Mitt Romney has gone on record with the crackpot idea that the Russians are America’s “number one geopolitical foe.” To my knowledge, no noted Kremlinologists have bothered to weigh in on this topic, so it is left to me to untangle his curious word-pretzel. My credentials for this task consist of reading the news, dating a couple of devushkas, and taking a pleasant vacation in the Crimea in nearby Ukraine, where I was fortunate enough to speak with a few intelligent cabdrivers. This humble expertise apparently makes me better informed than Willard Mitt Romney on US-Russia relations.

The Russian Federation was founded on Christmas Day 1991. Early developments were encouraging. The Russians were willing to take American advice on reordering their decaying economic system. American economist grandees were dispatched, and their ideas were acted upon with what appeared to be artless credulity.

The result was that the Russian economy imploded. Russian men’s life expectancy suddenly fell by years, vast swaths of the economy were given away to sinister oligarchs, and the entire nation was thrown into chaotic gangsterism. What is worse, some of the American economists hired to help the Russians profited from all of this, and the gangster oligarchs were often supported by powerful American interests.

“€œRomney’s plan to further alienate the Russians serves no purpose other than pleasing the crackpots who run our senile military-industrial complex.”€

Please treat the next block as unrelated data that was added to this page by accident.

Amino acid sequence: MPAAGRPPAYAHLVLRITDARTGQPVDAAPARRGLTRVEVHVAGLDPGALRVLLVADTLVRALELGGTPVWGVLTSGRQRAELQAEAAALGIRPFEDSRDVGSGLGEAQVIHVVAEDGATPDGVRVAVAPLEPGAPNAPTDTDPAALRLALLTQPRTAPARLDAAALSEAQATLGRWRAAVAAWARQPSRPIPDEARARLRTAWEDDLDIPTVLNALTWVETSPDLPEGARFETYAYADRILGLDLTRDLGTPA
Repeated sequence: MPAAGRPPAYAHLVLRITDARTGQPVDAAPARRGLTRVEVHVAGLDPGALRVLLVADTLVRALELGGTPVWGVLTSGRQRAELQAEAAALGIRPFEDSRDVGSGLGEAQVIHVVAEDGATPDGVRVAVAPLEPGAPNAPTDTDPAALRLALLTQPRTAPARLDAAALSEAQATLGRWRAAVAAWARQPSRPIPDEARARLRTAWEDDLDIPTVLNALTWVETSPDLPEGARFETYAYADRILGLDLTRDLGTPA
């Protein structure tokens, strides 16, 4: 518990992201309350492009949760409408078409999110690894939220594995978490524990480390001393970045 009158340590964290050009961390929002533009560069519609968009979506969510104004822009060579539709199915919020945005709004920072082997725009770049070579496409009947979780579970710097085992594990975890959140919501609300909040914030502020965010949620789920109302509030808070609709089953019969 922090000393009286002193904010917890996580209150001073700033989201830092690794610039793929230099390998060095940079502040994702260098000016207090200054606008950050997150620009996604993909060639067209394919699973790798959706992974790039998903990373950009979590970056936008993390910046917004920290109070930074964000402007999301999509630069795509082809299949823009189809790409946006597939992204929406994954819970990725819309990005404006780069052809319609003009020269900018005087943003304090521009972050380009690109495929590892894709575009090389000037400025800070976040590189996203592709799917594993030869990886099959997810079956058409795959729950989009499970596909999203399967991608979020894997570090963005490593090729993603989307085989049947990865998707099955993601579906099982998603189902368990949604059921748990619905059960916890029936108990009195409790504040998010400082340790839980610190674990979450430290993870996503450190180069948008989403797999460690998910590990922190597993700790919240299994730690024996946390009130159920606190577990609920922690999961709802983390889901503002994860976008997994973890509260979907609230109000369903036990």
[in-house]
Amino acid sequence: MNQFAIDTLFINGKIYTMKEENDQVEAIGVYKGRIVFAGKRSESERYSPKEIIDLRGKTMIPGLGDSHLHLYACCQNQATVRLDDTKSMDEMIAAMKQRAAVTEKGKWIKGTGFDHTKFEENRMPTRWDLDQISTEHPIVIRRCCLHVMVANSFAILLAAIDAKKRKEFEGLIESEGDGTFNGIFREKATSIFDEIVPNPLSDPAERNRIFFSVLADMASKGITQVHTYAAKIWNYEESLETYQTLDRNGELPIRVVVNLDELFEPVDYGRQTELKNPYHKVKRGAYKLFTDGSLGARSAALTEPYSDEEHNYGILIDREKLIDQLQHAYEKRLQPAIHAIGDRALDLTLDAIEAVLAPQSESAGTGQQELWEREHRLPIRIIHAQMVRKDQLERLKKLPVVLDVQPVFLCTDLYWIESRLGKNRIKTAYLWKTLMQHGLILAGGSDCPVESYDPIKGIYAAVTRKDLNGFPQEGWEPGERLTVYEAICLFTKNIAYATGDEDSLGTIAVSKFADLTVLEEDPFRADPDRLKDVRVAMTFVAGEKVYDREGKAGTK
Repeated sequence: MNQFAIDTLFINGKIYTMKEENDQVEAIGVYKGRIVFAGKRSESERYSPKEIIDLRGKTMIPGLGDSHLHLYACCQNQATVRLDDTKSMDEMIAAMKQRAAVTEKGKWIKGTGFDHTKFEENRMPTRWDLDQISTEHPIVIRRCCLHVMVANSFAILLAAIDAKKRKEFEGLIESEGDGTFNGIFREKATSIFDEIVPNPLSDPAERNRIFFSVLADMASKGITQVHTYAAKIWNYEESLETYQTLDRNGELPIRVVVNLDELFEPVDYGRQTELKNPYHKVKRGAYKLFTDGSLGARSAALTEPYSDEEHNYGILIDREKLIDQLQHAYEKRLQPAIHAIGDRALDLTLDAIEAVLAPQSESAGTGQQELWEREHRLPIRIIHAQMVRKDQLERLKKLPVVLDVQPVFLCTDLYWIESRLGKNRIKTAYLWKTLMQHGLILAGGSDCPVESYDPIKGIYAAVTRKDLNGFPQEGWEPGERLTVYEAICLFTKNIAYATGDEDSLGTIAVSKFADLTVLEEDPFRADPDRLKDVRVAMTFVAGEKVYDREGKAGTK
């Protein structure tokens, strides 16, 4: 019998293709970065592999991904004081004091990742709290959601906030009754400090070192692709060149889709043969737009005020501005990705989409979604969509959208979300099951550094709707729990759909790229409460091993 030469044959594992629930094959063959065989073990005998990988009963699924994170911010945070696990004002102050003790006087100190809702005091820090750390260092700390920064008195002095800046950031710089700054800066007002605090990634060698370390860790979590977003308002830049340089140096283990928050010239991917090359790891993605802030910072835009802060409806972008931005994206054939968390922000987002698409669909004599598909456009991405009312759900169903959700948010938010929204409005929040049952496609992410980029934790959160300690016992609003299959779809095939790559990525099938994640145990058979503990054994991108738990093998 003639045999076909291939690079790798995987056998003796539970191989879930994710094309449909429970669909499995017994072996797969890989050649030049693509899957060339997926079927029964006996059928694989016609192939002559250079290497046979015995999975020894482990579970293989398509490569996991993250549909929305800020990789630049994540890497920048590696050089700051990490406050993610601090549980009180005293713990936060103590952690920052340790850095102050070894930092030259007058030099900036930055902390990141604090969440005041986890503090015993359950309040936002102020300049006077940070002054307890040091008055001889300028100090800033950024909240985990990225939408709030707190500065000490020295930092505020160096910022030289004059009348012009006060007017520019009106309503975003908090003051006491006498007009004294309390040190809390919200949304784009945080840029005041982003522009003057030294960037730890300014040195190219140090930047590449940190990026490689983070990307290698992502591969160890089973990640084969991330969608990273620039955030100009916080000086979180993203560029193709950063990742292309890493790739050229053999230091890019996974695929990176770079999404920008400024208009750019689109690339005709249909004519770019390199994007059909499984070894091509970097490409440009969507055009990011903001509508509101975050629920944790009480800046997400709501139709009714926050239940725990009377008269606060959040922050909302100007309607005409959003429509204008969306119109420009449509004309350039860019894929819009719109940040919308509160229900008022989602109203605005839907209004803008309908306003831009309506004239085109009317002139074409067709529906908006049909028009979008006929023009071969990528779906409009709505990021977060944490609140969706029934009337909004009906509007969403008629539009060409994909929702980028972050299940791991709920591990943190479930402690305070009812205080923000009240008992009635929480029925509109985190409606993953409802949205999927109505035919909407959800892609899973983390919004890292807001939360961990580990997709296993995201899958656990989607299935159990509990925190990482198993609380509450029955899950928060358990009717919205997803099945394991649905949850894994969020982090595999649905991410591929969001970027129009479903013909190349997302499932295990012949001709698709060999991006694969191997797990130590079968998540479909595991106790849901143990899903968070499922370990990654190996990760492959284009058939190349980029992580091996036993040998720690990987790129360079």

I’m no diplomat and have no certificates in the political sciences. As such I am unsure of the correct protocol for accidental economic extermination of a friendly nation. The actual diplomatic response was along the lines of, “Ha ha, you trusted us.” Most Americans involved in that debacle were promoted. Larry Summers, who masterminded the operation, was eventually made Treasury Secretary and president of Harvard. While I do not think our government set out to deliberately vaporize Russia’s economy, I wouldn’t blame a Russian for suspecting so.

In 1999, the US and NATO engaged in a war against the Serbs, whom the Russians look on as “€œlittle brothers”€ due to their linguistic and religious ties. NATO, which appears to have invaded nonbelligerent nations onmorethanone…occasion, has since expanded right up to Russian borders.

In spite of this American perfidy, the Russians gave the green light to the US and NATO to set up bases on their border after the 9/11 attacks. How did we repay the Russians for their trusting generosity? In 2002, Putin suggested Russia might be invited to join NATO. Numskull diplomats told him to wait in line with Latvia. Later in the year, the US withdrew from the ABM Treaty, ostensibly to build defenses against Iran…in the Czech Republic and Poland. The Russians offered the US one of their radar facilities in Azerbaijan, which is a lot closer to Iran than the Czech Republic is. The US said no, fueling Russian paranoia that this missile defense was aimed at weakening their remaining nuclear deterrent.

In 2004, something called the Orange Revolution happened in Ukraine. The American media framed it as a battle between Tatar despotism in the person of Viktor Yanukovych against the forces of democracy and disco music in the person of Victor Yuschenko. If you believe the Western media, the brave Ukrainians stood up and put disco-democracy in charge. The reality is, this was a fight between American and Russian intelligence agencies, each attempting to put their favored proxies in charge of Ukraine. The Ukrainian people eventually realized this and threw Yuschenko out of office as soon as they were able. He remains the most unpopular president in Ukrainian history. His wife is widely suspected of being an American spook. Who is in charge in Ukraine now? The alleged villain of the Orange Revolution, Viktor Yanukovych.



Columnists

Sign Up to Receive Our Latest Updates!

SIGN UP

Daily updates with TM’s latest